This is part of Scream Factory’s Universal Horror Collection Volume 2 Blu-ray. When all films have been reviewed, we’ll post a recap review encompassing all discs.
Looking for a noir-ish type thriller in your Universal Horror Collection? Well, you’re in luck with William Nigh’s The Strange Case of Doctor Rx, which sits very delicately on the cusp of what I would label “horror” and really dives into crime drama territory with – like most of the films in Volume 2 – a hearty dose of comedy infused. The film stars Patric Knowles as Jerry Church, a private eye who seems to be New York’s Sherlock Holmes since only he can solve the case of a mysterious murderer named Doctor Rx who has killed a bunch of Dudley Crispin’s (Samuel S. Hinds) clients – one even in a courtroom! Church has to track down the prescription-leaving murderer while also dealing with his new wife Kit (Anne Gwynne) and Capt. Bill Hurd (Edmund MacDonald), all of whom keep getting in the way of the investigation.
The Strange Case of Doctor Rx is a unique entry in this Universal HorrorCollection. As previously stated, it’s not exactly a horror film. It has a murder mystery element to it, but at no time does it truly venture into suspense. Instead, Nigh really plays up the gumshoe/smart-cracking detective aspects – Knowles in particular delivers some excellent smack talk, aided by Gwynne’s ability to give it right back to him in a nice display of blow-for-blow ridiculing. The film also features a number of weird “pranks” that actually obfuscate the impact of the murders even more; Church often gives bad information to the police, and likewise the police set him up without giving him all of their information. This leads to some wild goose chases throughout the film that pad the hour runtime.
With that said, The Strange Case of Doctor Rx moves along rather briskly and its murderous doctor figure is quite interesting despite stretching the film’s believability (people in this movie are often subject to being ailed by “fright” as though that’s some type of medical disease). While the film won’t scare or even cause tension for most viewers, it’s not a bad attempt at merging horror with the burgeoning noir genre in a pulpy yet comic movie that features an extremely small role for Lionel Atwill.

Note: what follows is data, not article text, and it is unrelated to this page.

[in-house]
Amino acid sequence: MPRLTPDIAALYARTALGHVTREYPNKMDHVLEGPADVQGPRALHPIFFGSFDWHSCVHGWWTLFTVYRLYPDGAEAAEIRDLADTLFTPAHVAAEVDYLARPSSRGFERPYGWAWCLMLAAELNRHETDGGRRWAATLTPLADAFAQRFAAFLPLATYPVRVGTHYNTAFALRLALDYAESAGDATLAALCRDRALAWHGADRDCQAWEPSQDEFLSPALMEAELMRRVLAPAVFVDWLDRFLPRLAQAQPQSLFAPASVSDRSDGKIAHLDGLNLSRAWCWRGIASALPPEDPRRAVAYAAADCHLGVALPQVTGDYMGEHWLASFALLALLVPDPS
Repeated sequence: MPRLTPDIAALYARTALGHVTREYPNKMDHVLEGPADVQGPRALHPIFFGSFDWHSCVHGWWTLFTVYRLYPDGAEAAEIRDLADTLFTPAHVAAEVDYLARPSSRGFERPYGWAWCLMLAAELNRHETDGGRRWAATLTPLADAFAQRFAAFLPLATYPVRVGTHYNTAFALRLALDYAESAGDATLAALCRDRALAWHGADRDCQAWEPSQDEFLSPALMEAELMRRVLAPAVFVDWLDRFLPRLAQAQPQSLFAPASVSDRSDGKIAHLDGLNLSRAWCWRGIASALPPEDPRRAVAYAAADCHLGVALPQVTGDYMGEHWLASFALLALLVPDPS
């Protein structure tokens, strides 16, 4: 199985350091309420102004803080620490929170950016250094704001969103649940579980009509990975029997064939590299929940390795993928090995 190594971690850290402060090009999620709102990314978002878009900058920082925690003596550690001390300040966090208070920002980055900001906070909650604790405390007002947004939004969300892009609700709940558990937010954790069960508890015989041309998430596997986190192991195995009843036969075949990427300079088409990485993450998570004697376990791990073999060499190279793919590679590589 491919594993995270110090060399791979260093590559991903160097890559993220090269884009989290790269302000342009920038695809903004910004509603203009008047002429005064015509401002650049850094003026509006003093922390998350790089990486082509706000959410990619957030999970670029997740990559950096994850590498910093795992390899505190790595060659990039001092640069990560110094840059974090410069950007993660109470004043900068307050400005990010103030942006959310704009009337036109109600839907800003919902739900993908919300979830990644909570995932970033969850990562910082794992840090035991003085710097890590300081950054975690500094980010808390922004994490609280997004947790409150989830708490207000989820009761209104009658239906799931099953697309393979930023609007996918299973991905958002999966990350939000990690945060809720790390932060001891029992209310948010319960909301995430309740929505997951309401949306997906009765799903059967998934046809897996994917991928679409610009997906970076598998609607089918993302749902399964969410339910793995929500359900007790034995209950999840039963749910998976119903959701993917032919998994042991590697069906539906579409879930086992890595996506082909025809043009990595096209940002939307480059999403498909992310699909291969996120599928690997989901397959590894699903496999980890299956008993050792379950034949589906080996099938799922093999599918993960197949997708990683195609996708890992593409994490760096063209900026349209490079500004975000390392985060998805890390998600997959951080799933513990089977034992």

Scream Factory’s disc in the Universal Horror CollectionVolume 2 features an HD transfer of The Strange Case of Doctor Rx that does not notate any new scan. The results are akin to the previous film in this set, The Mad Doctor of Market Street – a fairly good scan with above-average depth, a medium grain body, featuring some softness in various scenes. Not a lot of damage to report, though. Also of note are some problematic blacks in darker sequences. Still, on the whole this is a fine, if unremarkable, transfer.
Audio is a DTS-HD MA 2.0 mono track that features consistent dialogue levels and no major audible flaws. English subtitles are also included.
The Strange Case of Doctor Rx gets perhaps the most interesting extra feature of this collection, an interview with Gregory William Mank diving into the life and work of Lionel Atwill. It runs almost 20 minutes and covers a wide variety of his output including the three Atwill films in this collection. An image gallery is also included.
Our gallery of screenshots from each film in this release.
NEW Gloriously Wicked: The Life and Legacy of Lionel Atwill w/ Gregory William Mank (HD; 19:02)
Image gallery (no chapter breaks; 5:16)
The Strange Case of Doctor Rx is a fairly good horror/noir hybrid with a hearty dose of comedy thrown in. Scream Factory's transfer is unremarkable, but there's a nice extra feature about Lionel Atwill's body of work.